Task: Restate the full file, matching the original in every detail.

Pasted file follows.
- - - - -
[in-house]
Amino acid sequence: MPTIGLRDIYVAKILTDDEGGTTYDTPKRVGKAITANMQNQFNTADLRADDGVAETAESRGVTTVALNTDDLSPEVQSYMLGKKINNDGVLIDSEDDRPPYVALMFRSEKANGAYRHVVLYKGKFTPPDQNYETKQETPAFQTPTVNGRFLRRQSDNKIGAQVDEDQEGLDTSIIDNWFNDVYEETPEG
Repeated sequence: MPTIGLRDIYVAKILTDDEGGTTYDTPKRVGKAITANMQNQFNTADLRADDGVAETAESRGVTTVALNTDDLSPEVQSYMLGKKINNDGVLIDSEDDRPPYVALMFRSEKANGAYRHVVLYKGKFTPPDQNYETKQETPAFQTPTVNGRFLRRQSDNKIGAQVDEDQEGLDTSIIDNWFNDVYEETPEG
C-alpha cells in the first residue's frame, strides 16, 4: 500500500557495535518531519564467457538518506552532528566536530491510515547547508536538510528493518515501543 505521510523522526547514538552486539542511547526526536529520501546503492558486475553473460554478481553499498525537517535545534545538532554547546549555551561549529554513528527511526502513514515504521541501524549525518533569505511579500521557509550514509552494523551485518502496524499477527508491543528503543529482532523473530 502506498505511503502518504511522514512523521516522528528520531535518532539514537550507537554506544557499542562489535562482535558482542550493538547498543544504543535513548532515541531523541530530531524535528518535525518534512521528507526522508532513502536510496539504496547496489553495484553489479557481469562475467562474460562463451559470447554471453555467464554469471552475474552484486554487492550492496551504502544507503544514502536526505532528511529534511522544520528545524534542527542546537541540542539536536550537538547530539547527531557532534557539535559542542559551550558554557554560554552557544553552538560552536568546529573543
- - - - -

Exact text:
[in-house]
Amino acid sequence: MPTIGLRDIYVAKILTDDEGGTTYDTPKRVGKAITANMQNQFNTADLRADDGVAETAESRGVTTVALNTDDLSPEVQSYMLGKKINNDGVLIDSEDDRPPYVALMFRSEKANGAYRHVVLYKGKFTPPDQNYETKQETPAFQTPTVNGRFLRRQSDNKIGAQVDEDQEGLDTSIIDNWFNDVYEETPEG
Repeated sequence: MPTIGLRDIYVAKILTDDEGGTTYDTPKRVGKAITANMQNQFNTADLRADDGVAETAESRGVTTVALNTDDLSPEVQSYMLGKKINNDGVLIDSEDDRPPYVALMFRSEKANGAYRHVVLYKGKFTPPDQNYETKQETPAFQTPTVNGRFLRRQSDNKIGAQVDEDQEGLDTSIIDNWFNDVYEETPEG
C-alpha cells in the first residue's frame, strides 16, 4: 500500500557495535518531519564467457538518506552532528566536530491510515547547508536538510528493518515501543 505521510523522526547514538552486539542511547526526536529520501546503492558486475553473460554478481553499498525537517535545534545538532554547546549555551561549529554513528527511526502513514515504521541501524549525518533569505511579500521557509550514509552494523551485518502496524499477527508491543528503543529482532523473530 502506498505511503502518504511522514512523521516522528528520531535518532539514537550507537554506544557499542562489535562482535558482542550493538547498543544504543535513548532515541531523541530530531524535528518535525518534512521528507526522508532513502536510496539504496547496489553495484553489479557481469562475467562474460562463451559470447554471453555467464554469471552475474552484486554487492550492496551504502544507503544514502536526505532528511529534511522544520528545524534542527542546537541540542539536536550537538547530539547527531557532534557539535559542542559551550558554557554560554552557544553552538560552536568546529573543